Facebook is making more money off you than ever before

facebook earnings up

Facebook's startup days may be long gone, but no one can accuse the company of resting on its laurels.

Facebook impressed Wall Street with its latest earnings report on Wednesday, sending shares up more than 8% after hours.

The company handily beat expectations on several key metrics, including growth of new users, sales and profit.

During the last three months of 2015, Facebook brought in $5.8 billion -- growth of 52%. But it made $1.6 billion in profit -- a whopping 123% increase from a year earlier. Mobile ad revenue also saw a big jump -- it now makes up 80% of total advertising revenue, up from 69% a year earlier.

For the year, Facebook (FB, Tech30) reported sales of $17.9 billion, a 44% increase, and $3.7 billion in total profits.

Where did the growth come from? Well, not only has Facebook managed to keep adding new people to its network (there are now 1.59 billion people who use the site each month), it's actually making more money off each user at the same time.

Related: Mark Zuckerberg says there's nothing to fear from AI

In the United States and Canada, the amount that Facebook makes per person saw a 50% increase (from $9 to more than $13 per user) versus the same period in 2014. That's compared to a 42% increase in the third quarter.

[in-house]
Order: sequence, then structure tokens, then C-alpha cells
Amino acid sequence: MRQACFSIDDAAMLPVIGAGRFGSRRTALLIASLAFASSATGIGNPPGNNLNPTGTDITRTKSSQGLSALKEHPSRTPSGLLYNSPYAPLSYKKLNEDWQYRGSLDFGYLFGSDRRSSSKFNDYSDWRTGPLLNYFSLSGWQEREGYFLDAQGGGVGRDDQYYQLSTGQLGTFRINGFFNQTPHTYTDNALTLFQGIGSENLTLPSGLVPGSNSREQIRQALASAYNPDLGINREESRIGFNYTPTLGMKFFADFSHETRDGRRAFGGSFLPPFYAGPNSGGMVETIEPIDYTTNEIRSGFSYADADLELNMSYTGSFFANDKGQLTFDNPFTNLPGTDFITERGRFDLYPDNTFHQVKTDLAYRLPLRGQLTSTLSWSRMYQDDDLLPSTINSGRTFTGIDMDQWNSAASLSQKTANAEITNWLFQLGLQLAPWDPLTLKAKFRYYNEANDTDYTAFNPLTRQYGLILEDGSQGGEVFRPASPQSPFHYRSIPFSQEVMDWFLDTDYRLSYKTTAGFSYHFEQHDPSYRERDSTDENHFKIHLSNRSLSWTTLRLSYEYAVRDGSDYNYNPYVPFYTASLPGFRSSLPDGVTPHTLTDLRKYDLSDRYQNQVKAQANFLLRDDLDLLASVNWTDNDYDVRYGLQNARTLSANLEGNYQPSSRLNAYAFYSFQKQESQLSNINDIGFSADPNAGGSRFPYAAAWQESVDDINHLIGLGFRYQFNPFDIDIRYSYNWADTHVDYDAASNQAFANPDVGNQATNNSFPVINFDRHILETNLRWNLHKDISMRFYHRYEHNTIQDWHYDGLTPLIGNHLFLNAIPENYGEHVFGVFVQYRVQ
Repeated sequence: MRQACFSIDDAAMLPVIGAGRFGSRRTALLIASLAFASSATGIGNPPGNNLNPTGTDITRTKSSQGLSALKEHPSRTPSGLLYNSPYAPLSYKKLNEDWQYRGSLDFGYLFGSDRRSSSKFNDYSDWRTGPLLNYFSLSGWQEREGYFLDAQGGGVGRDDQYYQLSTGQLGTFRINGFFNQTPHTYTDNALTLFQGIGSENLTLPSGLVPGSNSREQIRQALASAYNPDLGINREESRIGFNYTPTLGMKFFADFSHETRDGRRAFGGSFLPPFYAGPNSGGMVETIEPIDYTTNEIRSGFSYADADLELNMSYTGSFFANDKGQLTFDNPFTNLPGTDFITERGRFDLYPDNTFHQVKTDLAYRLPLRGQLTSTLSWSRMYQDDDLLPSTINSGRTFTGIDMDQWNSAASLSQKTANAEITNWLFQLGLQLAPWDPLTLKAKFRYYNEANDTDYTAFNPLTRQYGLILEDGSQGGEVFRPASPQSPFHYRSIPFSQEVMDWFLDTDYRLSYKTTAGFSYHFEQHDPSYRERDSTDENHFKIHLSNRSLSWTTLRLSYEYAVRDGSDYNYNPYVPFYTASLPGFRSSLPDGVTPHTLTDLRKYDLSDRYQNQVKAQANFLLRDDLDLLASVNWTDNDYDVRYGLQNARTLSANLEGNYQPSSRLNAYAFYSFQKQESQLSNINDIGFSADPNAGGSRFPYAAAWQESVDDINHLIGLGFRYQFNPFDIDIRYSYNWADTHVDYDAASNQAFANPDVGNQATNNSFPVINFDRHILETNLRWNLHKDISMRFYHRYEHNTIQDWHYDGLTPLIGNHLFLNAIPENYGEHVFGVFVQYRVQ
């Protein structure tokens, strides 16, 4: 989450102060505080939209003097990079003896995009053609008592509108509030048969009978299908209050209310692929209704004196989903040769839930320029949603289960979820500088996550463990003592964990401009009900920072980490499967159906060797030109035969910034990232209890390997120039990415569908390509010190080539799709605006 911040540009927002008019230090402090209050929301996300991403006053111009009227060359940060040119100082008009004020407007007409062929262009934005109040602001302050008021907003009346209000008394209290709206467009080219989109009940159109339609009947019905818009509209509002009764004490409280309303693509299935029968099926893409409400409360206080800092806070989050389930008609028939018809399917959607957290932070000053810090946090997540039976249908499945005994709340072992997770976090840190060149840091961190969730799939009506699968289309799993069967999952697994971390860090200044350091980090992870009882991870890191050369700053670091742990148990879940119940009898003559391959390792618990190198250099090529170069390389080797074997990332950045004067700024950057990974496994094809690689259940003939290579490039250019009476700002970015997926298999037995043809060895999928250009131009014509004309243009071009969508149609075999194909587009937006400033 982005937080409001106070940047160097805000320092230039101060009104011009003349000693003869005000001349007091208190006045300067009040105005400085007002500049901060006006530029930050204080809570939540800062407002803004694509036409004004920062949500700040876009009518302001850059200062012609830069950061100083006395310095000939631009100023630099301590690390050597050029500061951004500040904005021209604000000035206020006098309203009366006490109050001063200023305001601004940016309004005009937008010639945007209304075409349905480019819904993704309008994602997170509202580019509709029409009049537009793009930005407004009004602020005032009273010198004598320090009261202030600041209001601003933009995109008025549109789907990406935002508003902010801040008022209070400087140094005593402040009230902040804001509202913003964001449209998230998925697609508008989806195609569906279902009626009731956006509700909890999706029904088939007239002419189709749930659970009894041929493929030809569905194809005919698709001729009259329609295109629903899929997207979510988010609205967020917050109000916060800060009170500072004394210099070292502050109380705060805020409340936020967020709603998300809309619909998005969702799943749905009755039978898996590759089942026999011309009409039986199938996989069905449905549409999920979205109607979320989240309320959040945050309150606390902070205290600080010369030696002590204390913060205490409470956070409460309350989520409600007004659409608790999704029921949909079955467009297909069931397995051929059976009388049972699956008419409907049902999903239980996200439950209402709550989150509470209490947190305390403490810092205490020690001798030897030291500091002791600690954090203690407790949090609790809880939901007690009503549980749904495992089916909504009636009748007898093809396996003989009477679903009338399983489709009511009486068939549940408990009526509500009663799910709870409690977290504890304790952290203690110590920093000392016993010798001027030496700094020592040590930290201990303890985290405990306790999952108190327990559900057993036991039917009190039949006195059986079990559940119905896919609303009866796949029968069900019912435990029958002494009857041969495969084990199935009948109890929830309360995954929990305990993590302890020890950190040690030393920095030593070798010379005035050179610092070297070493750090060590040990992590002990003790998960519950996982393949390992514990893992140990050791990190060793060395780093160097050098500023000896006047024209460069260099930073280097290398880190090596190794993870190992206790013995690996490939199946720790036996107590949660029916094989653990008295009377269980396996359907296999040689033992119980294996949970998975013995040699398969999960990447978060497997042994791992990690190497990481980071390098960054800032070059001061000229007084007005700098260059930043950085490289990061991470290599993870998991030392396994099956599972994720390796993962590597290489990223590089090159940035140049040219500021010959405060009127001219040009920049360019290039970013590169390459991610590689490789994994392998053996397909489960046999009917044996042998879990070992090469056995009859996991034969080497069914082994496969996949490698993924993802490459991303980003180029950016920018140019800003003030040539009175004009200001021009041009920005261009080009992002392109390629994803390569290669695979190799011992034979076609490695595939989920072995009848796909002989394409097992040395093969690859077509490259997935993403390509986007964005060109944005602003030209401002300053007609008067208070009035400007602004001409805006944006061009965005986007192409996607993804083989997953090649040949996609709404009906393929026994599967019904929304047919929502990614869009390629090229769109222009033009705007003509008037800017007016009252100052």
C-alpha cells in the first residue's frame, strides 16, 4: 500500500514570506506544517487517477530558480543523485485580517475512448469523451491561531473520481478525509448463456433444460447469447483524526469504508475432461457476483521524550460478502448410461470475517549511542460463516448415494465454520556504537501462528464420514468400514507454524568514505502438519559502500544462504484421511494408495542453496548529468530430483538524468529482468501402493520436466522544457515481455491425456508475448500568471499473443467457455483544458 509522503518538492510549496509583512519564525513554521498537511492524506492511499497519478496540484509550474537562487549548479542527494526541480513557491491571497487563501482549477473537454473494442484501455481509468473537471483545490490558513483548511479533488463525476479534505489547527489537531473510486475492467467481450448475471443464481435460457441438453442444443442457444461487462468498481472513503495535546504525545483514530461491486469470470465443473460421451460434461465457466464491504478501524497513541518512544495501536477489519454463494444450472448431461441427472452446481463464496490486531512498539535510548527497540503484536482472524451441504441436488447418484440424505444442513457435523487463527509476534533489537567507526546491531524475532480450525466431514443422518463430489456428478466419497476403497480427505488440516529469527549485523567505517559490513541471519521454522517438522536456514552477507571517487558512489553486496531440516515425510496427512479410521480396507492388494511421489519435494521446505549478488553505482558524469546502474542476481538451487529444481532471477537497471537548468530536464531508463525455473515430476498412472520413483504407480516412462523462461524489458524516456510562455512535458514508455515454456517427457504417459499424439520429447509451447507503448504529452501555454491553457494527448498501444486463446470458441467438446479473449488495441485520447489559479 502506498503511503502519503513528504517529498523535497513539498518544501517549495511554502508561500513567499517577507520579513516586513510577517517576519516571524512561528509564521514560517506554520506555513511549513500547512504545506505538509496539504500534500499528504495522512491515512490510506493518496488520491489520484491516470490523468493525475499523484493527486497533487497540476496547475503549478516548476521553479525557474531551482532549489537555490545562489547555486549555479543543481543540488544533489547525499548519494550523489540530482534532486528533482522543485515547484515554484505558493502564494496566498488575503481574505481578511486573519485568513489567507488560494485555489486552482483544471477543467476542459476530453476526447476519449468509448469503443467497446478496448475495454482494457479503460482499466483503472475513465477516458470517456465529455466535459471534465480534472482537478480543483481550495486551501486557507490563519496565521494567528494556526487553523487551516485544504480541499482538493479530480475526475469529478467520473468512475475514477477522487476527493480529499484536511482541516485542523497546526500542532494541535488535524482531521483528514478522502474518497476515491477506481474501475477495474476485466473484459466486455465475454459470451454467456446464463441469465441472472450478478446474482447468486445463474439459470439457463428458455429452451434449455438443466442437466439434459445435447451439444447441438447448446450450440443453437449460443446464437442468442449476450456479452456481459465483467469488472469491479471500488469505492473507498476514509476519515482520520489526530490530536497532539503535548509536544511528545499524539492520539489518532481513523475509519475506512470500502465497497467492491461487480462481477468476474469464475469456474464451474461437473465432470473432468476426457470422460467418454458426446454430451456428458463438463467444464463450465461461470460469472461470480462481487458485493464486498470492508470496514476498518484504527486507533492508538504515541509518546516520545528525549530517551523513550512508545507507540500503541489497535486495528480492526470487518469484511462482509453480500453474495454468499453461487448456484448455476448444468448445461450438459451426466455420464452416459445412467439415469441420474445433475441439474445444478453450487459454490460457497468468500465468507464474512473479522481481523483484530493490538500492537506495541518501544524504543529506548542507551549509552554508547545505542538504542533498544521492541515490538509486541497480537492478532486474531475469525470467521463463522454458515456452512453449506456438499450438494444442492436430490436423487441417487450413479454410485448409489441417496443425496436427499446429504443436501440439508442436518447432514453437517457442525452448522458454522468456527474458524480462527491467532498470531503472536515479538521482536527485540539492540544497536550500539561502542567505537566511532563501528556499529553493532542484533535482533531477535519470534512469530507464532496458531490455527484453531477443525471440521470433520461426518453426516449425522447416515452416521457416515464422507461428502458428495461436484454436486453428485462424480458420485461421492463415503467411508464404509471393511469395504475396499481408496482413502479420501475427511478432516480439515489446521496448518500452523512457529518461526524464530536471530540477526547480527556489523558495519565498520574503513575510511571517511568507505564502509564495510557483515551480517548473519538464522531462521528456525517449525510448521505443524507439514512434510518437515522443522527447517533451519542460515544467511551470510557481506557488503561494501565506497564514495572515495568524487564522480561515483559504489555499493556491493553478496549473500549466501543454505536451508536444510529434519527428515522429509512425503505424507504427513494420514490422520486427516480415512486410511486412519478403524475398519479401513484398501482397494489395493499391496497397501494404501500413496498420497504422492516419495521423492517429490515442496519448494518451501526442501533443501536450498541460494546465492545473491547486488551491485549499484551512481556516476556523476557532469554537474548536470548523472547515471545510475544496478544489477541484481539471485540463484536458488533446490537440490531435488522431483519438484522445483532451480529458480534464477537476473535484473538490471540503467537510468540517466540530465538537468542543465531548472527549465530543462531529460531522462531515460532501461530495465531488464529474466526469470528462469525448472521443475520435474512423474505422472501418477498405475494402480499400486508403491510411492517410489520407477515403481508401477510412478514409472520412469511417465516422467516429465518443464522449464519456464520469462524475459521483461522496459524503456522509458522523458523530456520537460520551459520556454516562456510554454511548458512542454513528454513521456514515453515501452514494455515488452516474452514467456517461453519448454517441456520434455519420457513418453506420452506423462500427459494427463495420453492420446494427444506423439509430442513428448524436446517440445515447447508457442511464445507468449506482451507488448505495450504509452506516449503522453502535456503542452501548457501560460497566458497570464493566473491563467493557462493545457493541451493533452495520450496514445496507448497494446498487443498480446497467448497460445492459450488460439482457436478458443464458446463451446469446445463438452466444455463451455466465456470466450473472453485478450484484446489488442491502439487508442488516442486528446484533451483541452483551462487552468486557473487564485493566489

Globally, the amount that the company makes per person has grown 33%, compared to a 24% increase last quarter.

The numbers will probably help justify all of the changes that Facebook has made to its platform last year -- including the introduction of live video and collages, more tailored notifications, the ability to hide from an ex's posts and a more powerful search tool.

The new features don't just keep people on the site for longer, they help Facebook learn more about its users. As a result, the company has been able use advertising to target people much more effectively.

Related: Apple posts record profit but iPhone growth is slowing

During a call with investors, CEO Mark Zuckerberg gave very little new information on what to expect this year.

He reiterated his commitment to connect the world through Internet.org, and optimism for virtual reality and Oculus Rift.

"The launch is an important step toward the future," he said, referring to the Oculus Rift headset, which went on sale earlier this month.

When asked if he was happy about initial pre-order sales, Zuckerberg responded emphatically, "Yes I am happy. I don't show much joy, but I'm happy." He declined to give specifics on how many units were sold.

Because 2015 was such a stellar year for Facebook, CFO David Wehner warned that it would be hard to match the success in 2016. Uncertain global economic conditions and currency rate fluctuations are big factors, he said. 2016 will also be "another significant investment year for Facebook," with expenses expected to grow by 30% to 40%.

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